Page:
Lisa went to a goat fundraiser on Tuesday night. There's a sentence I never thought I'd write. It was basically an attempt to raise money for Oxfam by eating copious amounts of pizza at Pizza Express. I'm not really sure how the logistics of that work, but apparently it was quite successful, and by the end of the evening they had enough money to buy a couple of African kids on the internet. It's a scheme supported by Madonna. I expect.
Anyway, Lisa was given a lift home by a friend of a friend, and during the course of the journey, Lisa mentioned that she has a two-year-old daughter. So the lady asked who was looking after her. Lisa said she was with her Dad. To which the lady replied "Has he got her for the night?". Apparently it never crossed her mind that we might all live together. When she found out we were actually married, she almost crashed the car. Lisa had to tell her I've got three other children by different women, just so she wouldn't think we were weird.
To be honest though, I'm glad I haven't. I'm carrying enough weight on my shoulders as it is...
Amelie's got the heavy eyelids of a girl with a heavy cold. And the smile of someone who has no idea what's about to happen to her.
Lisa took that photo yesterday afternoon, shortly before I took Amelie into town to pick up a couple of parcels from the Royal Mail sorting office. They'd left cards when we were out, and Lisa had arranged to have them both redelivered. But this is Royal Mail we're talking about, so naturally they never came. I wouldn't mind, but one of the parcels contained Mish, Moosh and Mogo, the three most endangered pandas in Britain, and if I didn't get my hands on them before Christmas Day, I'd be closer to extinction than they are.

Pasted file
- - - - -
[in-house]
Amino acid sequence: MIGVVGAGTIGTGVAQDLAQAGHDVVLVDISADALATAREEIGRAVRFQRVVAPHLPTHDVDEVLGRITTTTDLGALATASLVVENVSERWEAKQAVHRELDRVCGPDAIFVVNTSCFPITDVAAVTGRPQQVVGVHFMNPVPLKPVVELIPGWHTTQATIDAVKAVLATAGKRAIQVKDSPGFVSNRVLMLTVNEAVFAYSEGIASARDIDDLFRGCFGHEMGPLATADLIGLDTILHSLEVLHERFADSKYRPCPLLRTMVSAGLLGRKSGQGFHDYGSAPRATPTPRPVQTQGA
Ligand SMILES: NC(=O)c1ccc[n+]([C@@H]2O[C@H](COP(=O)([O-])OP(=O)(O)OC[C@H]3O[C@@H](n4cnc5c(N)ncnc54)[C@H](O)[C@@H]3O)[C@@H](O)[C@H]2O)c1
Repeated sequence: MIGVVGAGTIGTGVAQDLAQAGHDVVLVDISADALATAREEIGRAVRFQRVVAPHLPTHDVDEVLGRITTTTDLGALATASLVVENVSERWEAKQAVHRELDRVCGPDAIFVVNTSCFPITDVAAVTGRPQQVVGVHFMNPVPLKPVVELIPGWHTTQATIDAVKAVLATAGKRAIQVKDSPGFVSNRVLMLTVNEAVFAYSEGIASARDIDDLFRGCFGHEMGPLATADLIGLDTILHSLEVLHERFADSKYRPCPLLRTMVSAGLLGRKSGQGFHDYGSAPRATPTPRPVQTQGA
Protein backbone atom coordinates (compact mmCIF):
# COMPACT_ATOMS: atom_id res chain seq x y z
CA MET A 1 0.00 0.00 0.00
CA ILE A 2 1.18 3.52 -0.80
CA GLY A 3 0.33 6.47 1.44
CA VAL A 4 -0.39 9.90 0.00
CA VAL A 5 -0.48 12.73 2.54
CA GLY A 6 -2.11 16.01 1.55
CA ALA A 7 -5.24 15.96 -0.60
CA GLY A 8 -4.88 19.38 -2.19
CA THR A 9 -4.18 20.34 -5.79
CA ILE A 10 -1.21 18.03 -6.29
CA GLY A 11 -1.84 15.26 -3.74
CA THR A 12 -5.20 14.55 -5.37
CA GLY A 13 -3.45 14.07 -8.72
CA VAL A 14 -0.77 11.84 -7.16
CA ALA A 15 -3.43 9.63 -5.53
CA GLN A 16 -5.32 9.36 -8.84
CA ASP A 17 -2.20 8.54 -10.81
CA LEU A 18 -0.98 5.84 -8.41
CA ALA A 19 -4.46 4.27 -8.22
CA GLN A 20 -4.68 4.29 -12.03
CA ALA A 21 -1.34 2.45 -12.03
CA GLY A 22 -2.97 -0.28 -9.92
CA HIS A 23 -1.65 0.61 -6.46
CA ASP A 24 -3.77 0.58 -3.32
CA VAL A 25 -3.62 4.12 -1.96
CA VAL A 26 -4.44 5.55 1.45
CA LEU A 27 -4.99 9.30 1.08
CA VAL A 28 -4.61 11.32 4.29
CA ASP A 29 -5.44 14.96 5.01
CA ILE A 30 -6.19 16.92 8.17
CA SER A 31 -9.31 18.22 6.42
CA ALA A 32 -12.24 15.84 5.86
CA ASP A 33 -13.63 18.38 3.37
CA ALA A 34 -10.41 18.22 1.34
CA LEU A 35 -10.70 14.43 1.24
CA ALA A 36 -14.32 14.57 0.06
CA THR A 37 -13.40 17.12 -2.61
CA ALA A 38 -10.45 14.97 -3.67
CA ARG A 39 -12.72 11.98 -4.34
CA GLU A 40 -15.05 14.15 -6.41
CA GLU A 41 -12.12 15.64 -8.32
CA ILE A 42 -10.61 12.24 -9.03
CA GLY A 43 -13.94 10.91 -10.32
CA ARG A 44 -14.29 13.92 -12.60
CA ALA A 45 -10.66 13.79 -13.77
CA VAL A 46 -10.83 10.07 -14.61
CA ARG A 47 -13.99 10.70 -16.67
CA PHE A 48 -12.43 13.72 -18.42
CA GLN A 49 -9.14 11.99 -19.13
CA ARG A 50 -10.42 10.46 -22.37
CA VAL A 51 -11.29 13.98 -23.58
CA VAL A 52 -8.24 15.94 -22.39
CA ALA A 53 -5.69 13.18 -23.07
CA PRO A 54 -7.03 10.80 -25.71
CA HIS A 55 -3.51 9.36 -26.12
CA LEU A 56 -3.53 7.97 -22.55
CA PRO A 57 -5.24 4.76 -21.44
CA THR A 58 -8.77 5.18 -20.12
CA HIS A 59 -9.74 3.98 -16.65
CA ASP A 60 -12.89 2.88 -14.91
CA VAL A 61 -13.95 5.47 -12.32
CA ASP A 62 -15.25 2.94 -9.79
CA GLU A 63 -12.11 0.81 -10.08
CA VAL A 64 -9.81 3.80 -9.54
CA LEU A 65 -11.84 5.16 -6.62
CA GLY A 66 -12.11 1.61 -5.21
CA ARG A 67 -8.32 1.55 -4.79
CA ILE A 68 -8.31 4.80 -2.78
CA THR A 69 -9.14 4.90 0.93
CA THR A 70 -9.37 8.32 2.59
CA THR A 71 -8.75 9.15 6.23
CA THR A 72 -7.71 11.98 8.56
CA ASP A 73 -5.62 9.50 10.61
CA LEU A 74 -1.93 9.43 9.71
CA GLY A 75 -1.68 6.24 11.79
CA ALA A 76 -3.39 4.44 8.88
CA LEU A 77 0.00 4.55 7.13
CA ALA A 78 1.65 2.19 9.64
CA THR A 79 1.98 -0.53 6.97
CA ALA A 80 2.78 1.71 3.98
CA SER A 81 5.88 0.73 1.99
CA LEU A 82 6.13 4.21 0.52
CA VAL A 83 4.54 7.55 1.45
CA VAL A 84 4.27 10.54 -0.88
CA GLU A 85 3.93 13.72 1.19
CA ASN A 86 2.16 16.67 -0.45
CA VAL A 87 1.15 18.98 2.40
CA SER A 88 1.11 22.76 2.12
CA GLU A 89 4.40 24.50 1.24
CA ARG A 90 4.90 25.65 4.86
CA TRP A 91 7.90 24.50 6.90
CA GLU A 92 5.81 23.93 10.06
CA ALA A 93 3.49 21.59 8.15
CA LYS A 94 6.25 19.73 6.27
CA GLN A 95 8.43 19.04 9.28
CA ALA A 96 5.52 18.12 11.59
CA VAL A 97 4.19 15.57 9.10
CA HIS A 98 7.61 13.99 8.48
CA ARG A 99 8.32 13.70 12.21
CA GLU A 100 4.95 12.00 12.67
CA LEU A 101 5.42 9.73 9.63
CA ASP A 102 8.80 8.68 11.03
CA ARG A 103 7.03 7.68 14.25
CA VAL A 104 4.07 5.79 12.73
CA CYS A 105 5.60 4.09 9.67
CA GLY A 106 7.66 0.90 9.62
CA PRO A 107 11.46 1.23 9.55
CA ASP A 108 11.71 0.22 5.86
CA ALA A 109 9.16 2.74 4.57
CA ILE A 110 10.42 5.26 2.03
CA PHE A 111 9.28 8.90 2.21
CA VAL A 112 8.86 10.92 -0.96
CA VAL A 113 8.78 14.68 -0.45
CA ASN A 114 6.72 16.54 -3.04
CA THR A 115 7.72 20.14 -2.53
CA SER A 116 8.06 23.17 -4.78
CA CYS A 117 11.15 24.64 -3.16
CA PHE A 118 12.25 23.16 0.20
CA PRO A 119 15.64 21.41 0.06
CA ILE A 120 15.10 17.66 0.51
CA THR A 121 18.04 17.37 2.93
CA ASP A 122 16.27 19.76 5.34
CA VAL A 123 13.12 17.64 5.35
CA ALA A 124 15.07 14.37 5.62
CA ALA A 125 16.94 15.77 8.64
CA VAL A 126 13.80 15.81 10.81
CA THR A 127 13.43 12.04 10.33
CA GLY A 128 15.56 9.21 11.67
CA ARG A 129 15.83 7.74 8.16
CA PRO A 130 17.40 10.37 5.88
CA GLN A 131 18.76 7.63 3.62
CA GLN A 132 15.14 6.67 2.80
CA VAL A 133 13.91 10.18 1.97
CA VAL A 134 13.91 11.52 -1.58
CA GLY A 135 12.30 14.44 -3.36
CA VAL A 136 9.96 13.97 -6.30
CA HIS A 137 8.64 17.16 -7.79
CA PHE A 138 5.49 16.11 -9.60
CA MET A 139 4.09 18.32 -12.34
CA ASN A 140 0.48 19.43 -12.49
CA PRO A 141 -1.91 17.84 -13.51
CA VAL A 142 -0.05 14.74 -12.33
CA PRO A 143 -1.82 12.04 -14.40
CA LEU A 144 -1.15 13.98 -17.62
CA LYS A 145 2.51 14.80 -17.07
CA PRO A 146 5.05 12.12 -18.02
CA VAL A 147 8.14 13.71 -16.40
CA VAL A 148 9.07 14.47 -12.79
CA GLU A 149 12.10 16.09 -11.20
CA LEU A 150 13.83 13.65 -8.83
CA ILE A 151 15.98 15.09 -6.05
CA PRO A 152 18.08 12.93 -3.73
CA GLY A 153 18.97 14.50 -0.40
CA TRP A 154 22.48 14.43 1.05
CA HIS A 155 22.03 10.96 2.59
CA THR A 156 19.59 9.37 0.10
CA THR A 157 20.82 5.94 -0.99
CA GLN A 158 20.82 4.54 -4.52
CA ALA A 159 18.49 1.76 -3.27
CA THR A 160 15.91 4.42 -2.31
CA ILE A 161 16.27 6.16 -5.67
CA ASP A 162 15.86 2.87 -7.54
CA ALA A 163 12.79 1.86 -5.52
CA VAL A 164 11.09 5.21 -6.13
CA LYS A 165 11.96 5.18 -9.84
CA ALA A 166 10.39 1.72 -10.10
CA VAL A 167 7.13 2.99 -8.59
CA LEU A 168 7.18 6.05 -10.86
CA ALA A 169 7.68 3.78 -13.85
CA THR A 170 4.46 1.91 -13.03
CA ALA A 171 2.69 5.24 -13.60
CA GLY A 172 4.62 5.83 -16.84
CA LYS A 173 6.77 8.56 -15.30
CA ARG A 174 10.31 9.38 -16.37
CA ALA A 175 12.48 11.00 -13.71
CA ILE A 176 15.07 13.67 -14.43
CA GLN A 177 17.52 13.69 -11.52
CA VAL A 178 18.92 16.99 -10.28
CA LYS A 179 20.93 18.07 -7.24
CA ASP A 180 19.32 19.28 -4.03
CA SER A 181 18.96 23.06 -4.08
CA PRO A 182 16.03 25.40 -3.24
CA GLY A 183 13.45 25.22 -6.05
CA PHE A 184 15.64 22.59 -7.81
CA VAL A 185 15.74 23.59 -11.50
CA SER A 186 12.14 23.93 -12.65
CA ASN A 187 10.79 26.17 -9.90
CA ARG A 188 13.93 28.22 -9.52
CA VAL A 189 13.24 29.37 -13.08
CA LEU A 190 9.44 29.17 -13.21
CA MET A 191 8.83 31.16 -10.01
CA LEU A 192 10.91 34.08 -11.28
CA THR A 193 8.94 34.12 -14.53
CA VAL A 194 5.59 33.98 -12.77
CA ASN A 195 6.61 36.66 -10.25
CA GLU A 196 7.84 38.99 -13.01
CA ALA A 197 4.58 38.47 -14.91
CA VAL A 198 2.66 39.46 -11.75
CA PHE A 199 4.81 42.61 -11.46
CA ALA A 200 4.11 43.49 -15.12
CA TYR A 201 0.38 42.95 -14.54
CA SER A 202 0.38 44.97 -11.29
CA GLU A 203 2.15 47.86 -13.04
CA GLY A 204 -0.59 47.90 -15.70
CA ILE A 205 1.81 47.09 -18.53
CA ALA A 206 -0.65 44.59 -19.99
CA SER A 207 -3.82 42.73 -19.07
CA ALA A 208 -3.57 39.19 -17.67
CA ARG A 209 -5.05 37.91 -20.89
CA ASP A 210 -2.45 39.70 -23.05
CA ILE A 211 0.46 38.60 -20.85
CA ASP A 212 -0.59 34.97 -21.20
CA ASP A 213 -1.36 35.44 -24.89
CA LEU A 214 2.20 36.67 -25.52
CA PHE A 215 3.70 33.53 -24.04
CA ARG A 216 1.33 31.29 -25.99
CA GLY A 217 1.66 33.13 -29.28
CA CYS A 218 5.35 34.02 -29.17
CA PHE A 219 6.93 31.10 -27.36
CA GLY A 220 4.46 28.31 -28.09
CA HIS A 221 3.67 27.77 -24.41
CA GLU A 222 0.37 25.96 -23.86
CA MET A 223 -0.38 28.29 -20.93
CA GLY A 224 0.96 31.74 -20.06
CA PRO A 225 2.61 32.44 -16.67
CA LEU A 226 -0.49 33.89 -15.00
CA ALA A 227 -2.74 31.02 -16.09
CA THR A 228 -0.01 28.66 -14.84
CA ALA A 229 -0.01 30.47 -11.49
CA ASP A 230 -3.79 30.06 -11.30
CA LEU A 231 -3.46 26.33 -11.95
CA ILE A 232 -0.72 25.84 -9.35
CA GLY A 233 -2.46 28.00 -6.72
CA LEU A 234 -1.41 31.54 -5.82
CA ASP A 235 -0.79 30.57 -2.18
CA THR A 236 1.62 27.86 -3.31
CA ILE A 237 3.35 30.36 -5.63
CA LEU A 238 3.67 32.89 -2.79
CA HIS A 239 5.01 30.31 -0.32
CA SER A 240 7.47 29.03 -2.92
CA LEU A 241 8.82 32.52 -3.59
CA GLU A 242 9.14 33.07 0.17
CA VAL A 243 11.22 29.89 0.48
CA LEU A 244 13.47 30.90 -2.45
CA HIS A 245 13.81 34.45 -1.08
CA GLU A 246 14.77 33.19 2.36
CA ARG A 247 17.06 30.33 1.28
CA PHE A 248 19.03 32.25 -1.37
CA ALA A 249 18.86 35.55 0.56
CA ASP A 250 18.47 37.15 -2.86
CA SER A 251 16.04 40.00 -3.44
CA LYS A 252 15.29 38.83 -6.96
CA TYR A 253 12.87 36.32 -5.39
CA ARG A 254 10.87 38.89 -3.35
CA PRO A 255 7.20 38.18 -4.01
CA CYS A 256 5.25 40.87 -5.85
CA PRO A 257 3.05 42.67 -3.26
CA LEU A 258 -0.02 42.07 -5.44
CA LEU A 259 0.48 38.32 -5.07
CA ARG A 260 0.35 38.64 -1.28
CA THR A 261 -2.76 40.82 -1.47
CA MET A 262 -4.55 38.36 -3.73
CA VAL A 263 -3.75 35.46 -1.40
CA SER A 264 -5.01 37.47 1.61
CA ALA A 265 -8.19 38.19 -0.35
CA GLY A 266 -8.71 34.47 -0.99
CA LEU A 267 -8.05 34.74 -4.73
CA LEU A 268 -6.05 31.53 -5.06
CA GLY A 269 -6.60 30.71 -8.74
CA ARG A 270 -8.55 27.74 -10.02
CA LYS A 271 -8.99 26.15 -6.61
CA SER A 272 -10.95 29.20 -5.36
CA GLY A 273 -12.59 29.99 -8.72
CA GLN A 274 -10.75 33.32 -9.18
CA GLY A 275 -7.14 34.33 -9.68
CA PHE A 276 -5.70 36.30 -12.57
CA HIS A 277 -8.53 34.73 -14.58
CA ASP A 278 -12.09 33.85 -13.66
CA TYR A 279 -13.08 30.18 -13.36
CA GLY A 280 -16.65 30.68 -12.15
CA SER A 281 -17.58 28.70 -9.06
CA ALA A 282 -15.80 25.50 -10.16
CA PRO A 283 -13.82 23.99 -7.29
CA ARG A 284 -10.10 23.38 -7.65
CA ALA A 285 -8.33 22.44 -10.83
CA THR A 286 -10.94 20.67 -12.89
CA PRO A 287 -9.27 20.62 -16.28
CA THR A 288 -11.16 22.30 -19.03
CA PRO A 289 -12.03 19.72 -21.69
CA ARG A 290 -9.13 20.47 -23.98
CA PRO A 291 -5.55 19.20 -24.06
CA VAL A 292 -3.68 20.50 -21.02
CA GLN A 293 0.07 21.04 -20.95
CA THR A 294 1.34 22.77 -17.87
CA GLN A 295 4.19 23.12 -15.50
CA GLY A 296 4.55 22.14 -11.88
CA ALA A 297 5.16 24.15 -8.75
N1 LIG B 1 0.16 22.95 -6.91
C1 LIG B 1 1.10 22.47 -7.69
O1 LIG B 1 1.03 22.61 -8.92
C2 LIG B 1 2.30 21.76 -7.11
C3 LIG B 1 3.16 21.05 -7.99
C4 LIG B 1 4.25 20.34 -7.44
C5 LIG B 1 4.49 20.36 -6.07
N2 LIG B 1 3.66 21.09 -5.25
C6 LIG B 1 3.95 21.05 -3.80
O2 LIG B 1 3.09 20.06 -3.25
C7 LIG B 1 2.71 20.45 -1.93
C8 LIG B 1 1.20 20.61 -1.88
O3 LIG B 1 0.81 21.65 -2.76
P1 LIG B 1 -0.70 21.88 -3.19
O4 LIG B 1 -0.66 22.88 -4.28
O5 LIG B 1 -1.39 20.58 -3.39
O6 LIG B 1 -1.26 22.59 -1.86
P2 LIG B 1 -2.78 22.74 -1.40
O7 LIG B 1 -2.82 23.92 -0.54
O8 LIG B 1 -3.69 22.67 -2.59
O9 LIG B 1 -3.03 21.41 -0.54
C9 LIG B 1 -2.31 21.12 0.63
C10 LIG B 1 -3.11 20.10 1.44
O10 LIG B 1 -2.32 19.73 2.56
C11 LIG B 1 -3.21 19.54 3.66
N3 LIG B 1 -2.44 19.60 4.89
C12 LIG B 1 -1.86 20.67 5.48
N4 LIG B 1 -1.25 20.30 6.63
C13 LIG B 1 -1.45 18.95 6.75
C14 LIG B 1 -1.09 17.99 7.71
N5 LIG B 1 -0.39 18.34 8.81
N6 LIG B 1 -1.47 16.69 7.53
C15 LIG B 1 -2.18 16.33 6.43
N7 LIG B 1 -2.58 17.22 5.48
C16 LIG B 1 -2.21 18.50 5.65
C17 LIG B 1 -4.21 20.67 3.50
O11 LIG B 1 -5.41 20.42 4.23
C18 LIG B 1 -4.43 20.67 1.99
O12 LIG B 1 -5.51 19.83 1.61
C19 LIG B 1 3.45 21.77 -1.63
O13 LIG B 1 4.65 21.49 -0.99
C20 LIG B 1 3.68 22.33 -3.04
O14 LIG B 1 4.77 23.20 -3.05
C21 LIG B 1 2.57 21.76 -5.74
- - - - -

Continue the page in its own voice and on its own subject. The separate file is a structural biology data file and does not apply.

So I volunteered to escort Amelie to Royal Mail HQ in the city centre to pick up her own Christmas present. As it turned out, it was an afternoon of shattered illusions, because not only did Amelie learn that a decent postal service is just a distant dream in this country, and that Santa Claus only makes it as far as the sorting office, but we also walked along Bond Street past the stage door of the Theatre Royal, where we discovered that the ponies which pull Cinderella's coach are not materialised out of thin air by the magic wand of the Fairy Godmother, but are, in fact, unloaded from a horse box at the back of the theatre.
That wasn't the afternoon's biggest disappointment though. That came five minutes later when we arrived at the sorting office to see a line of forty people stretching all the way down the road, and realised we were going to have to queue for forty-five minutes in the freezing cold with no gloves. I'm telling you now, after three quarters of an hour in sub-zero temperatures with a coughing toddler, you begin to understand where they get the phrase 'bitterly cold'. By the time we reached the counter, Amelie was in tears, and I had a lifelong grudge against Royal Mail. They really ought to refund the £2.50 I had to spend on a ZingZillas comic just to cheer up my frozen daughter. I'd send them the bill, but they'd probably never get it.